“As weeks went by, we thought this is mad because we’d spent all this time reading every gravestone, looking for maybe just two or three. And all these people, especially the service personnel from the world wars, you’re passing them all by and thinking - these people should be being recorded too”.
Soon they started recording Commonwealth gravestones, followed by any bearing the name ‘MacCauley’ after a request came from someone of the same name over in Canada. It wasn’t long before the pair began taking photographs for “anyone with an overseas connection [in Scotland]”.
The feeling of “know[ing] that we were putting photographs up and people were discovering family connections”, says Isobel, is “amazing”.
Yet Isobel doesn’t always rely on ancestors happening upon the photographs. Occasionally, she’ll come across a headstone for someone who died abroad, and, using her paid Ancestry account, she’s able to track down family members overseas:
“If I come across a headstone for somebody who died in Australia, I can look on Ancestry and see if they’re on somebody else’s family tree. Then I can email them and just say, ‘look, I found your ancestor’s headstone, it’s on Findagrave, here’s the reference if you want to check it out’”.
Over the years, Isobel and Tim’s volunteering has gifted them friends from around the world, with their photographs bringing long-lost relatives from Australia, America and New Zealand overseas to visit the graves in person.
On one particularly memorable occasion, the pair picked up a Findagrave request from America; a man named David looking to locate a headstone for a mother and infant daughter in Scotland:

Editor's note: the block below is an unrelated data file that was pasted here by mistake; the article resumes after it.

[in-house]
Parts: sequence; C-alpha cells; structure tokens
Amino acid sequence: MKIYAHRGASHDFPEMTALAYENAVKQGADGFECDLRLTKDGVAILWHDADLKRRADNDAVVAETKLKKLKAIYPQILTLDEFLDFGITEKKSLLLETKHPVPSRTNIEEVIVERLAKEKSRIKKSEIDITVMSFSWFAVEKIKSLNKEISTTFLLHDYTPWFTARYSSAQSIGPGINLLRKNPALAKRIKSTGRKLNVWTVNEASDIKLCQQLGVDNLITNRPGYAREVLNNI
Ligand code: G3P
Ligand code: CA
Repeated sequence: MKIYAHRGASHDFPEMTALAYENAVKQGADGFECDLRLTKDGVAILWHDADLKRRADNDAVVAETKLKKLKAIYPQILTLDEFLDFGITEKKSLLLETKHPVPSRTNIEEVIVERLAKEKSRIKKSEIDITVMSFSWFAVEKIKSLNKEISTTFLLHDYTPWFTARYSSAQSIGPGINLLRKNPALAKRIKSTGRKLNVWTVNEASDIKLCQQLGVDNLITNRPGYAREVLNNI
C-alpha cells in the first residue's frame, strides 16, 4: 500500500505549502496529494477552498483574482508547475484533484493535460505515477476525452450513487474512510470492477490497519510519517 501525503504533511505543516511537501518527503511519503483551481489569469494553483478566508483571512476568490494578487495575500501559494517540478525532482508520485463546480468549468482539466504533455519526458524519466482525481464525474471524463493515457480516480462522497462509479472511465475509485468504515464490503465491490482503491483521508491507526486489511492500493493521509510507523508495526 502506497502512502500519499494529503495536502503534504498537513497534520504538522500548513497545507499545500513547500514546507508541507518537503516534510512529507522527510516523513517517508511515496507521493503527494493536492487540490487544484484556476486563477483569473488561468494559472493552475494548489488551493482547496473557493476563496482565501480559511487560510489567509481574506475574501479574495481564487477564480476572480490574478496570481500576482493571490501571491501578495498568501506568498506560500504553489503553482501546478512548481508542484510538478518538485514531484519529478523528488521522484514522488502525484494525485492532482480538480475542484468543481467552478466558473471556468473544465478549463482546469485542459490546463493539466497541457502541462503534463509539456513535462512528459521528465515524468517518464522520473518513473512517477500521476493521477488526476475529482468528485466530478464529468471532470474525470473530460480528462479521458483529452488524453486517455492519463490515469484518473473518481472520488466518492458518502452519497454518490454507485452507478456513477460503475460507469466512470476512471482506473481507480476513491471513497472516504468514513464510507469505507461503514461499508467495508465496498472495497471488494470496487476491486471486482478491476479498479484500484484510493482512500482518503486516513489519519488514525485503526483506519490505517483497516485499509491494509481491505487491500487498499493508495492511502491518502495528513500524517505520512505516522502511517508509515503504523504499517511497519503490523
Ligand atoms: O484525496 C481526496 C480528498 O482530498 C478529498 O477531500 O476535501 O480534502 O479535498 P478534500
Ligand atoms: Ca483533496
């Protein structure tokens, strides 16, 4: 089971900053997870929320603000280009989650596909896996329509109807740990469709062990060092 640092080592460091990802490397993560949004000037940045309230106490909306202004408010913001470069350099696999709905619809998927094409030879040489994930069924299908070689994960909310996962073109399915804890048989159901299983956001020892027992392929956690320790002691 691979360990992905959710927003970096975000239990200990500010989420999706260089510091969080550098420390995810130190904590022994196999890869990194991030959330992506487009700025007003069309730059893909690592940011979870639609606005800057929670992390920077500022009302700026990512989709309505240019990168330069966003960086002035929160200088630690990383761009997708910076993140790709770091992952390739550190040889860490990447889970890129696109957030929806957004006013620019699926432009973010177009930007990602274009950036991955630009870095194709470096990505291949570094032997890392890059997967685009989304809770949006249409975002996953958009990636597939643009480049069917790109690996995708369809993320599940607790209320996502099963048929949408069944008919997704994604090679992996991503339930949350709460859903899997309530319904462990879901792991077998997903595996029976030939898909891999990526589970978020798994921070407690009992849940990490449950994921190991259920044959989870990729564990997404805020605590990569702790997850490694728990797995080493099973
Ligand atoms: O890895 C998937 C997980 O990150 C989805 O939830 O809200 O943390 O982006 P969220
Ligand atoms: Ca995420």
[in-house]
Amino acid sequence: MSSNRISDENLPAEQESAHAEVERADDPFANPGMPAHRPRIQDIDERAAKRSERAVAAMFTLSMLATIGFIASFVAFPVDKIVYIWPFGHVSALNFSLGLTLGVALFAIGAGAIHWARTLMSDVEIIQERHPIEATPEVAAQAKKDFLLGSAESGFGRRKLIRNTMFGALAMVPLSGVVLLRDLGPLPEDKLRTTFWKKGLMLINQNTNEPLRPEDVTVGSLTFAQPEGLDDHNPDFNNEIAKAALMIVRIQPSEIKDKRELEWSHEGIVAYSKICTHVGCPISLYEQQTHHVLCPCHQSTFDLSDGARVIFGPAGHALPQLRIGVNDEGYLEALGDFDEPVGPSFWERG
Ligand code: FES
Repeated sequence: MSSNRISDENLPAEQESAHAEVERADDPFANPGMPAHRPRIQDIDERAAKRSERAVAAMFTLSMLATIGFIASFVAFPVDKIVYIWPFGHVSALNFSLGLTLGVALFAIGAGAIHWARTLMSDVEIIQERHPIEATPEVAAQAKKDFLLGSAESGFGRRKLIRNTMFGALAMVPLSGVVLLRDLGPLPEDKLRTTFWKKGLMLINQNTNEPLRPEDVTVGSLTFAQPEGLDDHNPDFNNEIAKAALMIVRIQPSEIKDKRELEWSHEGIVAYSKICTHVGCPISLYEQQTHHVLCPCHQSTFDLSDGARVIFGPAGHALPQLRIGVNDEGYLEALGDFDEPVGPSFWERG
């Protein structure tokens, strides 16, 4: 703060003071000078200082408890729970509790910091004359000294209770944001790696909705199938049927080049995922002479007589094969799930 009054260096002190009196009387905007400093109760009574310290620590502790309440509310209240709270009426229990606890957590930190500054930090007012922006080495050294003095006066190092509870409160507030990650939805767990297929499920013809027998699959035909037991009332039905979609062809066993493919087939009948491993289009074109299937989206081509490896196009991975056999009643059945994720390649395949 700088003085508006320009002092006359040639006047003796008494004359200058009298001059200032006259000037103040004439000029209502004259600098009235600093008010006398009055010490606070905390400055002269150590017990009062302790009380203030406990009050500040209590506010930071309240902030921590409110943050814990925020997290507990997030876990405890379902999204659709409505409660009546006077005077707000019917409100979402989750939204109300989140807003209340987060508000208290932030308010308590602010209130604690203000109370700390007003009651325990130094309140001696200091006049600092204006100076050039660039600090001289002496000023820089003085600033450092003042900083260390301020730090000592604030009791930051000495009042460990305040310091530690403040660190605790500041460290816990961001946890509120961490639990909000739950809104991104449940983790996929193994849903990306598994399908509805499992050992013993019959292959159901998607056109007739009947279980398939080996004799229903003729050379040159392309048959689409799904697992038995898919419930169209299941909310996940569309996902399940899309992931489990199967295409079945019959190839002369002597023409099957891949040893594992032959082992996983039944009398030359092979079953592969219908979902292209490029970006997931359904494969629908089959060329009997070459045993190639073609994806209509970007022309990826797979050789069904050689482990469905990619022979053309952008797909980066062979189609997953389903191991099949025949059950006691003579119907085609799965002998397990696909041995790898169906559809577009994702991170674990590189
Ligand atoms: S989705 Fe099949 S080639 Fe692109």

“He sent us a photo of the headstone as it was when it was put up in 1870. Of course, [back then] it was beautifully clean and fantastic”.
Yet after Isobel worked out the headstone was in a poorly-kept Craigton cemetery, “my heart sank...we advised him there wasn’t much hope of finding it”.
Nonetheless, Isobel and Tim set out to the cemetery with their grandson, who spotted the stone, fallen on its face, after recognising a decoration from the 1870 photograph.
Just a few weeks later, David met with Isobel and Tim in Craigton, who directed him to the stone they’d located:
“We met him at Craigton, showed him where the stone was...when we do that we always just leave people with the stone...We did that with David, who’d typed up the story, [of the people in the grave] put it in a sealed plastic folder and tucked it underneath the headstone...it was an emotional journey for him”.
It’s fairly common, says Isobel, for gravestones to either fall of their own accord or be toppled by local councils for safety reasons - a process that can see the people on them forgotten, and historical records lost.
“It’s a case of preserving the information for future generations”, says Kayleigh, of her volunteering.
This is a sentiment Isobel echoes, pointing out that after a tragic incident in 2015 where a young boy was killed by a falling headstone in Glasgow, a number of stones were assessed as dangerous by Scottish councils and toppled.
While necessary, she points out that toppling them can mean “the headstone and its information is lost forever”.
Fortunately, it’s thanks to the efforts of volunteers like Isobel and Kayleigh that this information is living on in digital form for future generations of Scots and their ancestors to discover.
And though lockdown has somewhat dampened their ability to get out to graveyards, Isobel and Tim’s volunteering has continued to help strangers track down their ancestors.
“One man is visiting Paisley this weekend to pay respects and leave flowers for his great uncle, about whom he knew nothing till he saw our photo”, Isobel tells me.
“As he told me, it was unlikely that anyone had visited the grave in over 100 years – until this weekend!”